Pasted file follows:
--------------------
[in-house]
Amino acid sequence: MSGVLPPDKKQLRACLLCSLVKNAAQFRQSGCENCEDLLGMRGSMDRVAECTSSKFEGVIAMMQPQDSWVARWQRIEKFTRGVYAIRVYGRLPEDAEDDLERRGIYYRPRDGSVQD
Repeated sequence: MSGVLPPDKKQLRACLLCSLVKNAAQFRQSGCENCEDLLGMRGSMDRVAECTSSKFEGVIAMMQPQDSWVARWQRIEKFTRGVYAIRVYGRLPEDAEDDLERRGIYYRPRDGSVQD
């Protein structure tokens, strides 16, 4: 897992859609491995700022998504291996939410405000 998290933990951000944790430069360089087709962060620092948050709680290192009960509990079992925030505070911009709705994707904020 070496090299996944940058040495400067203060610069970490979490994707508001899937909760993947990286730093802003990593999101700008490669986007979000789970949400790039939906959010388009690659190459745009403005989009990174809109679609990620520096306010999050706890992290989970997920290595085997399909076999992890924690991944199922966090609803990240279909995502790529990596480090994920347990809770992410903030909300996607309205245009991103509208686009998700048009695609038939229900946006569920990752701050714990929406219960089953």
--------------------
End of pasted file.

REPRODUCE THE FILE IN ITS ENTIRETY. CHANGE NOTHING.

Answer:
[in-house]
Amino acid sequence: MSGVLPPDKKQLRACLLCSLVKNAAQFRQSGCENCEDLLGMRGSMDRVAECTSSKFEGVIAMMQPQDSWVARWQRIEKFTRGVYAIRVYGRLPEDAEDDLERRGIYYRPRDGSVQD
Repeated sequence: MSGVLPPDKKQLRACLLCSLVKNAAQFRQSGCENCEDLLGMRGSMDRVAECTSSKFEGVIAMMQPQDSWVARWQRIEKFTRGVYAIRVYGRLPEDAEDDLERRGIYYRPRDGSVQD
């Protein structure tokens, strides 16, 4: 897992859609491995700022998504291996939410405000 998290933990951000944790430069360089087709962060620092948050709680290192009960509990079992925030505070911009709705994707904020 070496090299996944940058040495400067203060610069970490979490994707508001899937909760993947990286730093802003990593999101700008490669986007979000789970949400790039939906959010388009690659190459745009403005989009990174809109679609990620520096306010999050706890992290989970997920290595085997399909076999992890924690991944199922966090609803990240279909995502790529990596480090994920347990809770992410903030909300996607309205245009991103509208686009998700048009695609038939229900946006569920990752701050714990929406219960089953």